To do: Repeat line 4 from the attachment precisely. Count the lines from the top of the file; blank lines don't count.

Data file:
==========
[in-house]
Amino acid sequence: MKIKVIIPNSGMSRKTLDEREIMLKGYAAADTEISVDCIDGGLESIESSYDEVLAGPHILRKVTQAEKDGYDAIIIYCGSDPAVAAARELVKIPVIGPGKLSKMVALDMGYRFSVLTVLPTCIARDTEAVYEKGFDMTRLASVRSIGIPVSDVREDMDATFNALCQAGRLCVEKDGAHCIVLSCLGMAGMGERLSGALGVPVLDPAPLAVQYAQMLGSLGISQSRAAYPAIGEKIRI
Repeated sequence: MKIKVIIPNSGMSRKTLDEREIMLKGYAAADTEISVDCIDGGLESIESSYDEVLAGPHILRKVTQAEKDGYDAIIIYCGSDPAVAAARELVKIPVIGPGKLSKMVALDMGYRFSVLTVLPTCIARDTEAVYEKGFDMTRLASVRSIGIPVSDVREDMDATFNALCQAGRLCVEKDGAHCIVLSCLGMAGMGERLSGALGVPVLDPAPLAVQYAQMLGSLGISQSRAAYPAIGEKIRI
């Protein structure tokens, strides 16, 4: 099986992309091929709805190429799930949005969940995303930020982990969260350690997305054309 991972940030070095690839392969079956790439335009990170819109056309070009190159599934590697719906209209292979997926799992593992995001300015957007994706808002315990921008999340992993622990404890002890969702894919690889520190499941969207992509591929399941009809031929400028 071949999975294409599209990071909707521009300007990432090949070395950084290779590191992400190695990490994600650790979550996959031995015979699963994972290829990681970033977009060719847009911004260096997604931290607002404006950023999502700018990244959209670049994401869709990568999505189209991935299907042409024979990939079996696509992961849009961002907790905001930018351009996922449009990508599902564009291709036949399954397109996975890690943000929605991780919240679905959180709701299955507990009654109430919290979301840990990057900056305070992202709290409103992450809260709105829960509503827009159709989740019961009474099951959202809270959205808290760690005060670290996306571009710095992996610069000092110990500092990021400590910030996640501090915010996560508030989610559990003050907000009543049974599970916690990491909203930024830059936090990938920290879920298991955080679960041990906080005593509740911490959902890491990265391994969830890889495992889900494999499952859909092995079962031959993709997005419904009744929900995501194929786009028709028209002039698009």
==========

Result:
């Protein structure tokens, strides 16, 4: 099986992309091929709805190429799930949005969940995303930020982990969260350690997305054309 991972940030070095690839392969079956790439335009990170819109056309070009190159599934590697719906209209292979997926799992593992995001300015957007994706808002315990921008999340992993622990404890002890969702894919690889520190499941969207992509591929399941009809031929400028 071949999975294409599209990071909707521009300007990432090949070395950084290779590191992400190695990490994600650790979550996959031995015979699963994972290829990681970033977009060719847009911004260096997604931290607002404006950023999502700018990244959209670049994401869709990568999505189209991935299907042409024979990939079996696509992961849009961002907790905001930018351009996922449009990508599902564009291709036949399954397109996975890690943000929605991780919240679905959180709701299955507990009654109430919290979301840990990057900056305070992202709290409103992450809260709105829960509503827009159709989740019961009474099951959202809270959205808290760690005060670290996306571009710095992996610069000092110990500092990021400590910030996640501090915010996560508030989610559990003050907000009543049974599970916690990491909203930024830059936090990938920290879920298991955080679960041990906080005593509740911490959902890491990265391994969830890889495992889900494999499952859909092995079962031959993709997005419904009744929900995501194929786009028709028209002039698009």